WGN meteorologist Tom Skilling isn't sure:
This winter could for a number of reasons follow the lead of the past several winters and end up near or below normal. It would have to work at doing so. Bucking a strong El Nino isn’t impossible–but it’s not an easy thing for nature to do either.
Air over the warm ocean waters also warms, and this appears at least one factor in the build-up of a ridge over western North America which has contributed to the diversion of needed precipitation away from the western U.S. while contributing to the ridging (i.e. northward “buckling”) of the jet stream which has kept us cold in recent winters with huge Great Lakes ice buildup. It wouldn’t be hard to imagine some version of this happening again this winter–and that would profoundly change the current “warmer than normal” winter season forecast.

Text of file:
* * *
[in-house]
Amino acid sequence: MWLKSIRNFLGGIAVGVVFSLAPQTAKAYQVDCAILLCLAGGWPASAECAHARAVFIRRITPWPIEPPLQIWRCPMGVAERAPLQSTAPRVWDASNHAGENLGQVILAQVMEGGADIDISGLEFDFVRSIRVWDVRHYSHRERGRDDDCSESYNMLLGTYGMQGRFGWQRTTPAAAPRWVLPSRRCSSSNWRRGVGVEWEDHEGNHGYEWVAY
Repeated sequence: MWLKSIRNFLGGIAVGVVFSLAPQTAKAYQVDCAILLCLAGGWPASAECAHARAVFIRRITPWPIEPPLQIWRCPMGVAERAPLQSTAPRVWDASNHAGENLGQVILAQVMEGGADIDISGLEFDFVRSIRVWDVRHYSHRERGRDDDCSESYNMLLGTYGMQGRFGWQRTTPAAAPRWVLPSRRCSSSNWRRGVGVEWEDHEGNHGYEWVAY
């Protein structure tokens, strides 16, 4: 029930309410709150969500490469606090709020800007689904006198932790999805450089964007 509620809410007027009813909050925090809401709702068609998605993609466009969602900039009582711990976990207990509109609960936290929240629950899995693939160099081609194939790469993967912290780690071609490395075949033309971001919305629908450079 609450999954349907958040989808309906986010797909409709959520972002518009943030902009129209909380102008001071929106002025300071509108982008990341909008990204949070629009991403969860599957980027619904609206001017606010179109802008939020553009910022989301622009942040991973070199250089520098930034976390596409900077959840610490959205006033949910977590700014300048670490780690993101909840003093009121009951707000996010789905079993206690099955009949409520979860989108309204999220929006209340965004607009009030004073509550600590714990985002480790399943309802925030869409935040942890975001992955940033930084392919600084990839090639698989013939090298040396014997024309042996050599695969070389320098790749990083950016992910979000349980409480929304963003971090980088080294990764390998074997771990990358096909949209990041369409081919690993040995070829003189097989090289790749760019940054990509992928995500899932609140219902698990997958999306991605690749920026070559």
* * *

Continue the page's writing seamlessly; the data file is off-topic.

So while one of the strongest El Niños on record will exert some powerful effects on North American weather, the climate change we've already experienced may exert even stronger effects. The El Niño could simply reinforce the persistent ridge over the western US that has caused the last few Chicago winters to suck.
Can't wait to find out...